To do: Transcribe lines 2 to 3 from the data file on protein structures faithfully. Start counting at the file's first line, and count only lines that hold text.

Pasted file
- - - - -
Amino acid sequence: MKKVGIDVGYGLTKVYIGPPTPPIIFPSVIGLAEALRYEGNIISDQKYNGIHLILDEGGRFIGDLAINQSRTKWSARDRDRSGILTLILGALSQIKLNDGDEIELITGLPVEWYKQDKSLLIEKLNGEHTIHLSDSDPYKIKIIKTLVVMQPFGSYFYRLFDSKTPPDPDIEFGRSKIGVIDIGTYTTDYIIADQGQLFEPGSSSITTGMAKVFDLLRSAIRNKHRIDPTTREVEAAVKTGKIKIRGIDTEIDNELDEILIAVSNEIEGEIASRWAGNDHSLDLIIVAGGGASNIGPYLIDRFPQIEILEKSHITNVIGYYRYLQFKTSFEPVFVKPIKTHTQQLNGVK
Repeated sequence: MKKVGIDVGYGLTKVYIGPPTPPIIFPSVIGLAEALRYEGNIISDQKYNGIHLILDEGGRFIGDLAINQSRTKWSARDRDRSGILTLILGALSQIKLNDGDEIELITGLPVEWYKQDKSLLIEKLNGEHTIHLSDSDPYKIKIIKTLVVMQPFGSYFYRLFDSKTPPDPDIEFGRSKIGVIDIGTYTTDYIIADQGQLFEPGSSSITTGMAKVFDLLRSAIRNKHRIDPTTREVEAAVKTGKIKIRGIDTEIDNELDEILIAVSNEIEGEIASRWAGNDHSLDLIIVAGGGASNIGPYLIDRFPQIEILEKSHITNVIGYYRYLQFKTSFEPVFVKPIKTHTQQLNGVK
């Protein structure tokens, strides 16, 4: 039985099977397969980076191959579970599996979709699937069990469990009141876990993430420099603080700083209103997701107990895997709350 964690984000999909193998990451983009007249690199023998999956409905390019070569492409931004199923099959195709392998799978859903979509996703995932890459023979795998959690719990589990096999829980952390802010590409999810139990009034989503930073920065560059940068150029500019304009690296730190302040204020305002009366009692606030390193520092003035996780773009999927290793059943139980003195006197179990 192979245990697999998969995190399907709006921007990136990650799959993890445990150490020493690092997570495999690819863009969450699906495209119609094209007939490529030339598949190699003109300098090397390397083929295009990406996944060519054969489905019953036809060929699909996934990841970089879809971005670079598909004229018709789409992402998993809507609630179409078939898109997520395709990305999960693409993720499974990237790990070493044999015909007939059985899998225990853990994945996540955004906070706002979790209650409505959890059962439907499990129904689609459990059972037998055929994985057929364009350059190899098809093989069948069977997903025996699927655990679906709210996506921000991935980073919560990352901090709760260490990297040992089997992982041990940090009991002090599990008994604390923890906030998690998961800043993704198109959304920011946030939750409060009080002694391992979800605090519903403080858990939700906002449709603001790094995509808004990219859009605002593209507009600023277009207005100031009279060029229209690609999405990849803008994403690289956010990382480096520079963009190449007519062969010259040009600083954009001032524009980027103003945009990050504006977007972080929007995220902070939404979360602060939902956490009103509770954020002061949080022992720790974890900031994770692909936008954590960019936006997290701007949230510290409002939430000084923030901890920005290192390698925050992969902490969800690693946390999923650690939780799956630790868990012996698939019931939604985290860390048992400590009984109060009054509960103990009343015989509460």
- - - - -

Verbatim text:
Repeated sequence: MKKVGIDVGYGLTKVYIGPPTPPIIFPSVIGLAEALRYEGNIISDQKYNGIHLILDEGGRFIGDLAINQSRTKWSARDRDRSGILTLILGALSQIKLNDGDEIELITGLPVEWYKQDKSLLIEKLNGEHTIHLSDSDPYKIKIIKTLVVMQPFGSYFYRLFDSKTPPDPDIEFGRSKIGVIDIGTYTTDYIIADQGQLFEPGSSSITTGMAKVFDLLRSAIRNKHRIDPTTREVEAAVKTGKIKIRGIDTEIDNELDEILIAVSNEIEGEIASRWAGNDHSLDLIIVAGGGASNIGPYLIDRFPQIEILEKSHITNVIGYYRYLQFKTSFEPVFVKPIKTHTQQLNGVK
């Protein structure tokens, strides 16, 4: 039985099977397969980076191959579970599996979709699937069990469990009141876990993430420099603080700083209103997701107990895997709350 964690984000999909193998990451983009007249690199023998999956409905390019070569492409931004199923099959195709392998799978859903979509996703995932890459023979795998959690719990589990096999829980952390802010590409999810139990009034989503930073920065560059940068150029500019304009690296730190302040204020305002009366009692606030390193520092003035996780773009999927290793059943139980003195006197179990 192979245990697999998969995190399907709006921007990136990650799959993890445990150490020493690092997570495999690819863009969450699906495209119609094209007939490529030339598949190699003109300098090397390397083929295009990406996944060519054969489905019953036809060929699909996934990841970089879809971005670079598909004229018709789409992402998993809507609630179409078939898109997520395709990305999960693409993720499974990237790990070493044999015909007939059985899998225990853990994945996540955004906070706002979790209650409505959890059962439907499990129904689609459990059972037998055929994985057929364009350059190899098809093989069948069977997903025996699927655990679906709210996506921000991935980073919560990352901090709760260490990297040992089997992982041990940090009991002090599990008994604390923890906030998690998961800043993704198109959304920011946030939750409060009080002694391992979800605090519903403080858990939700906002449709603001790094995509808004990219859009605002593209507009600023277009207005100031009279060029229209690609999405990849803008994403690289956010990382480096520079963009190449007519062969010259040009600083954009001032524009980027103003945009990050504006977007972080929007995220902070939404979360602060939902956490009103509770954020002061949080022992720790974890900031994770692909936008954590960019936006997290701007949230510290409002939430000084923030901890920005290192390698925050992969902490969800690693946390999923650690939780799956630790868990012996698939019931939604985290860390048992400590009984109060009054509960103990009343015989509460």